From Baffins To Mustangs - The Early Years
These days most people identify No.3 Squadron with helicopters. But the Squadron was first formed at Harewood in 1941 and equipped with Baffin aircraft. The two-seater Baffin wasn't the ideal aircraft for general reconnaissance because the pilot also acted as navigator.
Thankfully the Baffin's were phased out by the end of 1941 and replaced by Hudsons which had ample room for a navigator. No.3 Squadron was the first to operate from Guadalcanal's newly liberated Henderson Airfield on 23 November 1943. The Hudsons flew up to seven patrols a day searching for enemy shipping, particularly submarines, trying to resupply the Japanese Army remaining to hold on the north of the island.
Ashburton-born George Gudsell was the first RNZAF pilot to arrive at Henderson. He was sent on patrol soon after he arrived. The Squadron was to complete three operational tours of the South West Pacific, the latter with Ventura medium bombers. During the tours it was based at Espritu Santo, Guadalcanal, Bougainville, Emirau, Green Island and New Britain. In recognition of its contribution No.3 Squadron was presented with a Squadron Colour.
In 1949, after a referendum, the Government introduced Compulsory Military Training (CMT) and No.3 Squadron was made a Territorial Air Force squadron based at Christchurch's Wigram airfield. The squadrons was given a fighter/ground attack role initially flying Tiger Moths and then in 1951 and 1952 was equipped with American built P-51 Mustang fighters which had been delivered in 1945 but never put into service due to the end of hostilities in the Pacific. The Mustang was a fast, Merlin-engined, versatile fighter that certainly made the squadron step up into one of the finest aircraft ever built. Economic considerations meant that No.3 Squadron, the three other Territorial Units and No.6 Maritime Squadron were disbanded in 1957.
Rotors Replace Wings - Changing Face
In 1965 No.3 Squadron reformed at Hobsonville in Auckland. This time it had an entirely different face - rotors instead of wings. It had become a helicopter squadron, operating Iroquois, Sioux and Wasp helicopters. For the next 47 years its operations included cyclone relief in the South Pacific Islands; assistance to researchers and scientists in Antarctica; search and rescue operations; flood and storm rescues; participation in exercises in Australia, Vanuatu, South East Asia and the United Kingdom.
You won't find much in the history books about New Zealand's commitment to the Vietnam War. But in the four and a half years from July 1967 to December 1971 a total of 16 No.3 Squadron helicopter pilots served with the RAAF's No. 9 Squadron in Vietnam. The ANZAC Squadron operated from Vung Tau supporting the 1st Australian Task Force at Nui Dat, about 40 kilometres south-east of Saigon.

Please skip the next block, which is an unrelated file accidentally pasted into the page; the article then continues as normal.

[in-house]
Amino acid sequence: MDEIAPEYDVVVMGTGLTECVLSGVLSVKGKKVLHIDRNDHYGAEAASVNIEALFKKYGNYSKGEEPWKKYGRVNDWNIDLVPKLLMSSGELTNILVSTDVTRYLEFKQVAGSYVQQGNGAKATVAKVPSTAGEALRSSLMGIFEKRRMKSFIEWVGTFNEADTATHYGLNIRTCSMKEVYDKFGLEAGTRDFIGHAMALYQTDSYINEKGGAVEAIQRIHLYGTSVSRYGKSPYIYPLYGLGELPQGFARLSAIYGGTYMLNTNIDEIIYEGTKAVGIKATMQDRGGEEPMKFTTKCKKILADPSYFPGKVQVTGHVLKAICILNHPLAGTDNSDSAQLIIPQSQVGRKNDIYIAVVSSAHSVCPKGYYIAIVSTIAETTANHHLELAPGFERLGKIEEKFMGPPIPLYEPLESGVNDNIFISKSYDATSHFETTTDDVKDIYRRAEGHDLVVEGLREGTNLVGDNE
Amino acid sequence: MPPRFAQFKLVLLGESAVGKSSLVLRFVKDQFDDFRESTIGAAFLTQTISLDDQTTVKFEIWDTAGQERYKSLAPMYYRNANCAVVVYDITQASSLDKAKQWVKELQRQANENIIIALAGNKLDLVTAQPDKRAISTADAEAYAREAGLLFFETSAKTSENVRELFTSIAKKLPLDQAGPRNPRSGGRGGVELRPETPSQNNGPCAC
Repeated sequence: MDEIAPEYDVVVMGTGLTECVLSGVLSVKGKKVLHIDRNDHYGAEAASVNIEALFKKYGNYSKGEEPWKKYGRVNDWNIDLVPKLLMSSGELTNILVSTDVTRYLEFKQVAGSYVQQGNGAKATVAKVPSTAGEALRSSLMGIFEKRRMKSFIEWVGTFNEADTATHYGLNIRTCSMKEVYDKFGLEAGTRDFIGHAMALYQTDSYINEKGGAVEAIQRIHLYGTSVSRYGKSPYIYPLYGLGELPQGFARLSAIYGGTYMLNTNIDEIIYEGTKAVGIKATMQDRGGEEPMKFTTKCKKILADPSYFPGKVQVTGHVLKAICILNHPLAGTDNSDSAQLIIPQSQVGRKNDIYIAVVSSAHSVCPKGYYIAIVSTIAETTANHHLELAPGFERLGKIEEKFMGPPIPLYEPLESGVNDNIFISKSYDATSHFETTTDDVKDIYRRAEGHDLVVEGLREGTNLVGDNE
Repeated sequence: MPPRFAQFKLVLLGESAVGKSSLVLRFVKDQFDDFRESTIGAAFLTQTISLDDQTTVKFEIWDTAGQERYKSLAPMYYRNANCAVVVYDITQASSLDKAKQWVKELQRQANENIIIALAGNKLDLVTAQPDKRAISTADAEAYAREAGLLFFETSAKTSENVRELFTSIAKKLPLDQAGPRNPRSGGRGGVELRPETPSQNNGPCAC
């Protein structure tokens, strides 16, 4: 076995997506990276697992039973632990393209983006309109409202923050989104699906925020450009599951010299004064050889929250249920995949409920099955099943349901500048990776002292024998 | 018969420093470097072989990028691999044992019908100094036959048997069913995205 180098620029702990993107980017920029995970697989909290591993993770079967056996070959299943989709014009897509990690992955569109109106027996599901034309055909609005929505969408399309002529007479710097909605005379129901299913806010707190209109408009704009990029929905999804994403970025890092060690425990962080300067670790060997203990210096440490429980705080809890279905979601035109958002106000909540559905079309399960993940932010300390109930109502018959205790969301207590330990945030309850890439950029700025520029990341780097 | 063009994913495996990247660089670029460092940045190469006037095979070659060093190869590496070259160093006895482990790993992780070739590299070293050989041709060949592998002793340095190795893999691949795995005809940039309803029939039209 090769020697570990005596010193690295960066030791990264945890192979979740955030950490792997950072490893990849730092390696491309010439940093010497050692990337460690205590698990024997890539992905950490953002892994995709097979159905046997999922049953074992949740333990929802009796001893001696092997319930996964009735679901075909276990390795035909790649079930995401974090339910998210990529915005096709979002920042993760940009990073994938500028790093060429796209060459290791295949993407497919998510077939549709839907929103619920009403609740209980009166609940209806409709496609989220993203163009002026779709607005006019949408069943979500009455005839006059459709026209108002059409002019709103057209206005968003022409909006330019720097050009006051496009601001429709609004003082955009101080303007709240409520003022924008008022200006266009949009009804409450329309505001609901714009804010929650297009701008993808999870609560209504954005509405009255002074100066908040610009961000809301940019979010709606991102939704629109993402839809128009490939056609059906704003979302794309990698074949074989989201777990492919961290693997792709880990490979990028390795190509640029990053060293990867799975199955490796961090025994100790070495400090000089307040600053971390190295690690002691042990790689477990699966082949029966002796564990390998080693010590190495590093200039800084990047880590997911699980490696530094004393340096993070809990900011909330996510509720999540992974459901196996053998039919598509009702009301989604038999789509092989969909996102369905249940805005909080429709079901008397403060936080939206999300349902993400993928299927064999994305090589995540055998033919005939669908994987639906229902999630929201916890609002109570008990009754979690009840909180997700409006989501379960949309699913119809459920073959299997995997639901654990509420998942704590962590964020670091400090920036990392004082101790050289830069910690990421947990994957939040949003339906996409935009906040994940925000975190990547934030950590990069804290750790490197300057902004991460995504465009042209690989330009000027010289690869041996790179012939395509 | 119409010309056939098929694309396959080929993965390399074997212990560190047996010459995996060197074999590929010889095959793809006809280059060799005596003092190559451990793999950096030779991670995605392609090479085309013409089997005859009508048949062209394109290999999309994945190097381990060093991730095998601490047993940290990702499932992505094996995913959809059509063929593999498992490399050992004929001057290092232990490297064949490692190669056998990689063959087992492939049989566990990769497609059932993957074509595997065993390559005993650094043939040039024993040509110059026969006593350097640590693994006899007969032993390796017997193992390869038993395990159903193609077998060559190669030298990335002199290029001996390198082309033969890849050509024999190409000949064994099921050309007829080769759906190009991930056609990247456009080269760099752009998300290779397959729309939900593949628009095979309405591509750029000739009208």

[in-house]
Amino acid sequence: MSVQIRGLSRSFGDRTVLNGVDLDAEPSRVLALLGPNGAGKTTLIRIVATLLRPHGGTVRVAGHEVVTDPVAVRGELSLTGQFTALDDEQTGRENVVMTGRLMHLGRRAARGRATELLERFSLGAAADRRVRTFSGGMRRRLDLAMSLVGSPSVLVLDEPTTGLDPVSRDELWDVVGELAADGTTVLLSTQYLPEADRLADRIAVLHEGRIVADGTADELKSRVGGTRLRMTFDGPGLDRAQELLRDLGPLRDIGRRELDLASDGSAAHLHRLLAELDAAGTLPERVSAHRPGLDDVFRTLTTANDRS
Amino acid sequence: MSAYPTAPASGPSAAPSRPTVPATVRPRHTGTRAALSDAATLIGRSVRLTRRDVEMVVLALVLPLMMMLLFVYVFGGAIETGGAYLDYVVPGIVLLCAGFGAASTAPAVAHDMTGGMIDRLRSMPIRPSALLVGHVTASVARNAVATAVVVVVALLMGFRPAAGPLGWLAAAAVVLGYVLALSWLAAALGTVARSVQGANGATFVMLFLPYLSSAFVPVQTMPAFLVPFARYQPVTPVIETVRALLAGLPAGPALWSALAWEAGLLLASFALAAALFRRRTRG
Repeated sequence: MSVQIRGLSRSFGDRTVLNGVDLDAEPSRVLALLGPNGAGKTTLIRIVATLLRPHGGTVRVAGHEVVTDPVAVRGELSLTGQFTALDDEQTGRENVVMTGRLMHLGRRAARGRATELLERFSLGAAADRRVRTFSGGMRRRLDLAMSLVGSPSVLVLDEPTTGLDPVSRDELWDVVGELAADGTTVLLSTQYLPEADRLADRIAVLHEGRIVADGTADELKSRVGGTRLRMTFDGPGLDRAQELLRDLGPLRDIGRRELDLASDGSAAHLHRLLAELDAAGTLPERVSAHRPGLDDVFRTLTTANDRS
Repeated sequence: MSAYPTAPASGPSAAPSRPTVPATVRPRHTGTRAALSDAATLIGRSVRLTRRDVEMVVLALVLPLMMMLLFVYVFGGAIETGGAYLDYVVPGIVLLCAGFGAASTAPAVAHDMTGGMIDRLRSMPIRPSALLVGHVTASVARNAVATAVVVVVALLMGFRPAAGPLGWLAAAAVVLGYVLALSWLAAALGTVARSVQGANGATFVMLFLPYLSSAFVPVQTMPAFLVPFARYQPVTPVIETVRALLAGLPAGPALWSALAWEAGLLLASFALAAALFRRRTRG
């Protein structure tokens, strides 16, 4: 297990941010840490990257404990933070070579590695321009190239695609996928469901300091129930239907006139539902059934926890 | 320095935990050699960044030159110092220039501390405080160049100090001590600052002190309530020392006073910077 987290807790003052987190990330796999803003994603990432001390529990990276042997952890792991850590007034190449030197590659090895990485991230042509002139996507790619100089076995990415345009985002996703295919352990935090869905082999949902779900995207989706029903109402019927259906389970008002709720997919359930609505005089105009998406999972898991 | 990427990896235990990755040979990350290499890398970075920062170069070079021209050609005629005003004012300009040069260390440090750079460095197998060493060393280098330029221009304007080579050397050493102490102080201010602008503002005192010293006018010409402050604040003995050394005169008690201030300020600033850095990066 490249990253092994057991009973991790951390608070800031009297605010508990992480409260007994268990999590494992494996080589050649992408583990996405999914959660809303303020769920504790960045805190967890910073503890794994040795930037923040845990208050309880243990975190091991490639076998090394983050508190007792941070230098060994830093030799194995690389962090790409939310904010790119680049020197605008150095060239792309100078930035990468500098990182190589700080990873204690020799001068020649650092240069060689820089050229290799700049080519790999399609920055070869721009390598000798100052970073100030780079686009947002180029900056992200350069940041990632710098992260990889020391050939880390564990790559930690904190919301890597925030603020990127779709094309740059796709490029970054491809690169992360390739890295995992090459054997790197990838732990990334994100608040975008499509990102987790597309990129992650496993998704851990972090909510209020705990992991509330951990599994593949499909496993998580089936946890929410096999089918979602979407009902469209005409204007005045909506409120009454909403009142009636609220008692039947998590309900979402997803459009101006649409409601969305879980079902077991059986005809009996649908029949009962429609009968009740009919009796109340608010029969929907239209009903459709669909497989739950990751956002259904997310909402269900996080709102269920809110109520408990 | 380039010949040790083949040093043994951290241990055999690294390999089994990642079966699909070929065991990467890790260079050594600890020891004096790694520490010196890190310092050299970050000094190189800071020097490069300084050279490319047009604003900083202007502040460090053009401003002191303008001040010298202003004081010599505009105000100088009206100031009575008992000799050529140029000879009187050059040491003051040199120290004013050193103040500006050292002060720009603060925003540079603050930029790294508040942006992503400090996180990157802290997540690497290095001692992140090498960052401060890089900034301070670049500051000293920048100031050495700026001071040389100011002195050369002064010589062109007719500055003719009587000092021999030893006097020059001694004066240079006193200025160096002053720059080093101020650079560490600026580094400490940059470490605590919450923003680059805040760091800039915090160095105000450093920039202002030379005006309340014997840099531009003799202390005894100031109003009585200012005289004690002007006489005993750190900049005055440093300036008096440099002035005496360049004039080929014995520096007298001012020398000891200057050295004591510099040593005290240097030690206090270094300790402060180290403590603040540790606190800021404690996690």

In March 1982 135 New Zealand and Australian Air Force personnel and 10 Iroquois helicopters (two New Zealand and eight Australian) were assigned to peacekeeping operations in Sinai, Egypt. The Multinational Force and Observers (MFO) rotary unit provided transport for observers, verification and reconnaissance missions throughout the four treaty zones and logistics support flights to battalions attached to the MFO. The RWAU logged over 16,000 air hours without a single accident.
Four years later on 31 March 1986 the ANZAC RWAU was withdrawn and the role taken over by the Canadian Defence Force. Thus closed a chapter in No.3 Squadron, and the RNZAF's largest scale peacekeeping operations.
In early November 1997 the New Zealand Government agreed to provide a Truce Monitoring Group (TMG) to the war-torn island of Bougainville. To meet this task the New Zealand Defence Force raised a tri-Service contingent. A No.3 Squadron Helicopter Force Element formed by a detachment of three Iroquois and personnel served in Bougainville from December 1997 to April 1998.
During the 1980s No. 3 Squadron began operating on the Antarctic Continent in support of the New Zealand Antarctic Scientific Exploration. The Huey's were dubbed "Orange Roughys" as they were painted Dayglo Orange.
In late September 1999 a detachment of six Iroquois and 140 Air Force personnel were committed to Dili as part of the multi-national military force. The Iroquois began operations on 1 October 1999. In mid December the Iroquois detachment moved from Dili to Suai on the western coast of Timor Leste. No.3 Squadron's five Iroquois helicopters provided support to the New Zealand infantry battalion based in Suai province. After the 42 month deployment the Squadron received a Meritorious Unit Citation from the Australian Chief of Defence Force. No.3 Squadron returned to Timor Leste in April 2008 following violent clashes in the embryonic state.
After only six months back in New Zealand, No. 3 Squadron was again called at short notice to support an overseas mission, the Regional Assistance Mission to the Solomon Islands (RAMSI). An Iroquois detachment served at Henderson Field on Guadalcanal (where, incidentally, a No. 3 Squadron detachment was based in 1942-43) from May 2003 to May 2004.